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Police crackdown on drink and drugs

Cleveland and Durham police have been cracking down on drink and drug driving.
Cleveland and Durham police have been cracking down on drink and drug driving. Credit: PA Wire

59 people put their lives and the lives of innocent road users at risk during the recent summer drink and drug drive campaign.

Despite repeated warnings, 6% of 980 people breathalysed across the Cleveland and Durham force areas were positive, refused or failed to provide during June.

This year’s campaign coincided with the World Cup tournament, when some fixtures were being shown late at night due to the time difference.

Officers placed an extra focus on those drivers out in their cars the morning after a number of matches. Of 344 people breathalysed between 6am and 11am, five of these were positive, refused of failed to provide, equating to 1.5%.

“When compared to last year’s summer campaign, we have seen the number of people getting behind the wheel under the influence of alcohol increase.

"It is unacceptable that 59 people selfishly decided to risk their own lives, as well as the lives of their passengers and other innocent road users.

"We continuously repeat our warnings throughout the whole year and it is disappointing to see the numbers increase.

"Those that are found to be driving under the influence of drink or drugs will be dealt with robustly and can fully expect to be put before the courts.

"We will continue with these operations in order to make our roads as safe as we possibly can.”

– Chief Inspector Alison Jackson, Head of the Cleveland and Durham Specialist Operations Unit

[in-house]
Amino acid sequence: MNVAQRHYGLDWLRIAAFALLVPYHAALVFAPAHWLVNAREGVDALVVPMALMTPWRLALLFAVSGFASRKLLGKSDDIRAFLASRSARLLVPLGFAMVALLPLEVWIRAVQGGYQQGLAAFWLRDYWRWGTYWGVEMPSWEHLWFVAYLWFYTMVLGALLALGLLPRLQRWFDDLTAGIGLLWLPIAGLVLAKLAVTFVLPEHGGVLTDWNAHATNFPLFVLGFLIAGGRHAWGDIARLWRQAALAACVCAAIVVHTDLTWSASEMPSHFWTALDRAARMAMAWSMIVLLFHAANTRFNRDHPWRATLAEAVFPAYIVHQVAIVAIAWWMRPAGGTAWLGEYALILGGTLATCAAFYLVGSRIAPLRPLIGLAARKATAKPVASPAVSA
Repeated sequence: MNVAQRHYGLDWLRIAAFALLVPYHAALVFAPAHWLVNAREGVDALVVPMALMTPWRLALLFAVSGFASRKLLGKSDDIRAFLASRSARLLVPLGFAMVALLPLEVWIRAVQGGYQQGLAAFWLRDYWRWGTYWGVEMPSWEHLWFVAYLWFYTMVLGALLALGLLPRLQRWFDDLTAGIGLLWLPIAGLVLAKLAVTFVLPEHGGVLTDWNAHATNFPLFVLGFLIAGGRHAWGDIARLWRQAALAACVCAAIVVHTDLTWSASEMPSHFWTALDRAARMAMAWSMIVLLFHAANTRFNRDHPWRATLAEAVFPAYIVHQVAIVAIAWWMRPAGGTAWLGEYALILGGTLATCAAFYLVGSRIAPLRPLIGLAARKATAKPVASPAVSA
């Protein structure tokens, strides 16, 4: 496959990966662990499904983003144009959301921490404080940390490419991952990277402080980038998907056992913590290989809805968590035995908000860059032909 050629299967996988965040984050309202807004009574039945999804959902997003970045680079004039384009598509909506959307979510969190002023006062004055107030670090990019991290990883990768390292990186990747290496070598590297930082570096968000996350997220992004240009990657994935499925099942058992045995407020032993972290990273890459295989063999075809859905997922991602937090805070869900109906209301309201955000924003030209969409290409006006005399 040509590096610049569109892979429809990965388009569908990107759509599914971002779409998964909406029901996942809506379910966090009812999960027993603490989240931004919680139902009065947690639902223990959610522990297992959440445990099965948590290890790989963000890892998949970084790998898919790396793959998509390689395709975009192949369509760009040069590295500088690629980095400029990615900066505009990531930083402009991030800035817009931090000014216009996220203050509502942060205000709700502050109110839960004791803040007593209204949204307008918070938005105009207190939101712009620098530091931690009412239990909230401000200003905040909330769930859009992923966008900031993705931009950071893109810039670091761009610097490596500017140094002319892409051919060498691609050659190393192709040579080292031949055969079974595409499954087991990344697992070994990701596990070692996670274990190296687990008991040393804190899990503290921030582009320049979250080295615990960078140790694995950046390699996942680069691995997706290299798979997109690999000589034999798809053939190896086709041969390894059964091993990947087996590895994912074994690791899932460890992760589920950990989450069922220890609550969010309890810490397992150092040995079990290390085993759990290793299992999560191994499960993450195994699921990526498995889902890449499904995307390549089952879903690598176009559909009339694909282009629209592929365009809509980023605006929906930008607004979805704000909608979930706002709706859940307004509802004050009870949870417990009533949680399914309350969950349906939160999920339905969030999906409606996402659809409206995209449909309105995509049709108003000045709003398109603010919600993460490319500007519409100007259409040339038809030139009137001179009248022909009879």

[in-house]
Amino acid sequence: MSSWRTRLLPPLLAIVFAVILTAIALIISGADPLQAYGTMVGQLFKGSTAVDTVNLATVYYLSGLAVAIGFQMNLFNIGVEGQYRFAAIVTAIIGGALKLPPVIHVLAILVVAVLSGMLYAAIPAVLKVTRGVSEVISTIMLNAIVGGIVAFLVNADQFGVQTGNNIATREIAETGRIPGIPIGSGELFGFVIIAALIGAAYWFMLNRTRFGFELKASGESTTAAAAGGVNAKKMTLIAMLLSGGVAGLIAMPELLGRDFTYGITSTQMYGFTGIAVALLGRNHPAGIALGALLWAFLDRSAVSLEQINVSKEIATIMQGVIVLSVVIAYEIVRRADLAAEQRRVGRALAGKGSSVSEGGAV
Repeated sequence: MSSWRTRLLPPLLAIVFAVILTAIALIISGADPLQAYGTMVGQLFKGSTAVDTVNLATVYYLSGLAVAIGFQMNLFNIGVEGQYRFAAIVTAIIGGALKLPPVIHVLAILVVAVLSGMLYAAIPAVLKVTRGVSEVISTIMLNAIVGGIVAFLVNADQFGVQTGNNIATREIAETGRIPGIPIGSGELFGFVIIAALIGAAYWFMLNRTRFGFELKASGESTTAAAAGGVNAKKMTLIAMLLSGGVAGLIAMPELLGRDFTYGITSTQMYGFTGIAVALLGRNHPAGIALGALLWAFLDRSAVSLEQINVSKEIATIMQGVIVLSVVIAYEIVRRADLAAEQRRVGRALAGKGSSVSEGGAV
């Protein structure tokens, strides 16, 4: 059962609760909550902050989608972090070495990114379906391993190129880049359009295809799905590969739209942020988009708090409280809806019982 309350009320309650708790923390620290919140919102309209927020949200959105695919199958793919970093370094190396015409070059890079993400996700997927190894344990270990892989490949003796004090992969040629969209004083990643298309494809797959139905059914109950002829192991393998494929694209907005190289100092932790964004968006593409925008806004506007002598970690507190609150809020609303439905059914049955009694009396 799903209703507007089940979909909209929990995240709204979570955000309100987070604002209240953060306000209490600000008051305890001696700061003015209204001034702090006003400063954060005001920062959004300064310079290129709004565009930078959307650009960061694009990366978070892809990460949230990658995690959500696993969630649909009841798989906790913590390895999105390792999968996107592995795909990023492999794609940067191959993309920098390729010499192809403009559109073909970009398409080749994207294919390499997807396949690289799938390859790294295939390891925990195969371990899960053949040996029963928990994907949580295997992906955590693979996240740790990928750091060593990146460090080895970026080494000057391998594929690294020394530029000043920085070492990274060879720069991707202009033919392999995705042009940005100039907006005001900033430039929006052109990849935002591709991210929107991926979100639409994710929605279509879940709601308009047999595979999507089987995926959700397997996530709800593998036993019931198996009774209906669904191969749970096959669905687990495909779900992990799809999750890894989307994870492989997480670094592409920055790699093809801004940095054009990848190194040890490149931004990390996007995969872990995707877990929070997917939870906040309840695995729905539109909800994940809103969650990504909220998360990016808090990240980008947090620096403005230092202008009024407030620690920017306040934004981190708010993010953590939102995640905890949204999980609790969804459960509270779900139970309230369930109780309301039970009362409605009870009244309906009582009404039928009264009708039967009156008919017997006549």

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RSPCA brand police deer allegations 'terrible'

The RSPCA has described the alleged killing of a deer with a crowbar by Durham Police firearms as "terrible".

In a statement, the animal rights group said: "This sounds like a terrible incident and we await the conclusion of the police investigation."

This sounds like a terrible incident and we await the conclusion of the police investigation. As we have no further details about what happened we feel it would be inappropriate to comment further."

– RSPCA

Durham Police firearms officers suspended after allegedly killing a deer with a crowbar

Two Durham Police firearms have been suspended from their usual duties after allegations emerged that they had killed a deer with a crowbar.

In a statement, the force said: "It has been brought to our attention that the deer was apparently not destroyed in the approved, humane manner."

The incident happened in early June on a road in Tanfield Lea, County Durham.

It is not unusual for firearms officers to be deployed on occasions when a deer, or other large animal is clearly suffering as the result of being struck by a vehicle and the best action would be for the animal to be humanely destroyed.

We can confirm enquiries are being made to establish the circumstances surrounding the destruction of an injured deer on a road in Tanfield Lea in early June. It has been brought to our attention that the deer was apparently not destroyed in the approved, humane manner.

Two authorised firearms officers have been moved to other duties while the facts are being established and they are not currently involved in a firearms capacity. Enquiries are being conducted by the force's professional standards department."

– Durham Police
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